Barely three weeks after they agreed to hold the prices, Indian cement companies are preparing for more cost hikes. This time it is a railway freight hike owing to a 6% busy season surcharge levied on the commodity. While the busy season surcharge during April-June has become a yearly phenomenon, this year cement manufacturers will feel the pinch because they can’t pass it on to the end consumer following the pact they made with commerce and industries minister Kamal Nath earlier this month.
The base freight rate for transporting cement for a distance of 400 kms is Rs 347.80 per tonne. The 6% busy season surcharge will mean an additional freight charge of Rs 20.87 per tonne, according to a circular issued by the ministry of railways. Around 50% of the total cement production is transported via rail, meaning cement manufacturers can’t escape the impact of the freight hike. "The same surcharge was levied last year also but then we had the flexibility to add it to the cost of the final product, now we lack that flexibility. Every the government department wants its pound of flesh-- first it was the excise duty hike and now a freight hike. And after all this we are expected to hold prices," said a senior official from a cement company.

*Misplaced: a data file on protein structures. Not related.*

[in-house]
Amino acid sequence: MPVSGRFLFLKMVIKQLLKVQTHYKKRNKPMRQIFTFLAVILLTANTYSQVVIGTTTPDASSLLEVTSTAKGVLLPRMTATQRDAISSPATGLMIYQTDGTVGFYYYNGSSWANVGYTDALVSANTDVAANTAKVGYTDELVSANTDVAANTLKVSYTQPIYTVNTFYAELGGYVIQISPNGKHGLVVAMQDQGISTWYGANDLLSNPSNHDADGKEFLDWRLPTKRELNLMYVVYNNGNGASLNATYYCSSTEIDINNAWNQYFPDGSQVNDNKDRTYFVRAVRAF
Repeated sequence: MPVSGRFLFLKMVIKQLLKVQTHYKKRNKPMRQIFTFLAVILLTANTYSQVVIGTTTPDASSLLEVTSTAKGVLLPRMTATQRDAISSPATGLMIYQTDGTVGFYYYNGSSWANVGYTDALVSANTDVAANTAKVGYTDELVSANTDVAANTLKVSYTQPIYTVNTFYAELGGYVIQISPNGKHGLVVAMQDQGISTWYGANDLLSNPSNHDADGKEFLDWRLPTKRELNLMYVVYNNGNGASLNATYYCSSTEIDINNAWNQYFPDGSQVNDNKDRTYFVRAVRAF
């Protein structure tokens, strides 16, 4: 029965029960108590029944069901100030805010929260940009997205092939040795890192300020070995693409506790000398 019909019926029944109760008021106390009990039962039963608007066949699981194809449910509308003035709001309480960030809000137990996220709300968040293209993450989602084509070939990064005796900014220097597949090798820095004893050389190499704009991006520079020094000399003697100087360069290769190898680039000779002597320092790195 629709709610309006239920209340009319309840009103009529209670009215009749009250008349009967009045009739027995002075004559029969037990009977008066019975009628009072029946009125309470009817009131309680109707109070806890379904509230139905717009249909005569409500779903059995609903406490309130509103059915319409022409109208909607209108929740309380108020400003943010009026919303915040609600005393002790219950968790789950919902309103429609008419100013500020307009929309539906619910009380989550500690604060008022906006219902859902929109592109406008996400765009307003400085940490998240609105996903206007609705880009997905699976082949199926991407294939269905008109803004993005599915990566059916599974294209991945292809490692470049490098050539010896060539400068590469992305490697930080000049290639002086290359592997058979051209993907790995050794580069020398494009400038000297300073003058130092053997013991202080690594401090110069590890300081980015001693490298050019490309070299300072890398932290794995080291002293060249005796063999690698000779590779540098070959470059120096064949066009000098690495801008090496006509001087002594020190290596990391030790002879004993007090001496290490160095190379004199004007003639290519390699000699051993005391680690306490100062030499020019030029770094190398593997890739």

Interestingly, with the government continuing to take a hard stance on cement price control, cracks are beginning to appear in the seemingly united front put up by cement manufacturers through the Cement Manufacturers Association of India. After months of resisting price control measures from the government, cement makers had finally caved in and promised to freeze prices at current levels for the next one year. But now some leading cement makers seem unlikely to toe the government’s line on price control.
"When there is no commitment from the government’s side on holding input costs, it leaves cement companies in a highly vulnerable position," said a cement industry analyst. Currently, cement prices across the country are in the range of Rs 200-255/bag, after factoring in the post-budget hike of Rs 12/bag.
The cement industry’s woes began in February this year when the government introduced a differential excise duty structure for the commodity in a bid to control galloping prices. This increase in duty on cement by Rs 200 per tonne when the retail price is Rs 190 or above. But the industry was able to pass on the impact of the duty hike by increasing prices by Rs 12/bag of cement. Noting that its move to curb price hike had backfired the government has now introduced additional controls.